The alarm clock buzzes and jolts you awake from your already disturbed sleep … you roll over to hit the “snooze” button … but can’t doze off again. Your mind is racing with today’s lengthy “to-do” list. Such is the morning routine for many caregivers of people with dementia.
There can be a better way to start the day.
By praying or meditating each morning, caregivers may find comfort and direction. Set the tone for a “better day” and reduce the ever-increasing stress.
Finding a healthy outlet to deal with all of this is better than keeping it bottled up inside of you. Speaking from my own experience, I tried, unsuccessfully, to hide negative thoughts and emotions. Managing Mom’s Parkinson’s disease and Leukemia along with Dad’s Alzheimer’s disease soon got the better of me. I became stressed and realized I needed a healthy outlet.
Place your written prayer or meditation on your bedside table, tuck it inside the book you’ve promised to finish, or tape it to your bathroom mirror or bookmark it on your smartphone. Read the words out loud. Personally, I have always found that speaking words is more powerful and meaningful than simply reading them silently.
Your thoughts are personal, and you may want to create your own prayer or meditation. Here are some to get you started.
Prayers for Caregivers
Christian Prayer for Caregivers
Dear heavenly Father,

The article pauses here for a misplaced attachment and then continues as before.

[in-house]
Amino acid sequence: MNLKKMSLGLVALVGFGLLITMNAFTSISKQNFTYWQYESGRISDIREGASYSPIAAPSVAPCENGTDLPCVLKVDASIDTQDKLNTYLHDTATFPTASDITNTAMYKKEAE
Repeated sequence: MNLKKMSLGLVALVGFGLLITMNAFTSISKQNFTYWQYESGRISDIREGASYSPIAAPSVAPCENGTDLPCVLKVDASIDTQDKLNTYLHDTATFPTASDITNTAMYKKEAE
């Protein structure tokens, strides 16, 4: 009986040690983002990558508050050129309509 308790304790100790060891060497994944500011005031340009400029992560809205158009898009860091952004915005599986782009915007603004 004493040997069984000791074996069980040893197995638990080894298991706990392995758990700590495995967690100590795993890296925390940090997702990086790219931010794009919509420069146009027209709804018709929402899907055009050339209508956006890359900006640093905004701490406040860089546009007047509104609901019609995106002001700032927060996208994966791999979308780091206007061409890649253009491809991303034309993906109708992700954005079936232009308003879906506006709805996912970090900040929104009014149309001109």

Provide the words of comfort I can say.
Provide strength to make it through this day.
I cannot fix things or take control.
I accept this, trust in you, and let it go.
Help me listen and be present through the grief.
When I grow weary, provide me with relief.
May this experience transcend this earthly plain.
Help us find greater meaning beyond just pain.
Heal our wounded places.
Restore us to wholeness.
Provide your peace and loving presence to guide us and to hold us.
In the name of your Son, the Great Physician.
A Caregiver’s Prayer (Christian)
by Bruce McIntyre
Judaic Prayer for People with Dementia and Their Caregivers
(Excerpt below, see full text at RitualWell).
do not abandon (name of person)
in her time of need
and great distress,
in this time of transition.
Enfold her and her family
and all those who care for her
under the wings of Shekinah,
Bless them with peace, tranquility, calm
in the midst of the whirlwind
of this terrible illness.
Islamic Prayer for Our Parents
O Allah care for our parents as they used to care for us, and make us pleasing to you and to them in our manners.
O Allah, Who taught our parents so much love and forgiveness for us, open our hearts to our parents and forgive us whenever we forget or err.
12 Steps for Caregivers, or “The Caregiver’s Prayer”
Although I cannot control the disease process, I need to remember I can control many aspects of how it affects me and my relative. I need to:
Take care of myself so that I can continue doing the things that are most important.
Simplify my lifestyle so that my time and energy are available for things that are really important at this time.
Cultivate the gift of allowing others to help me, because caring for my relative is too big a job to be done by one person.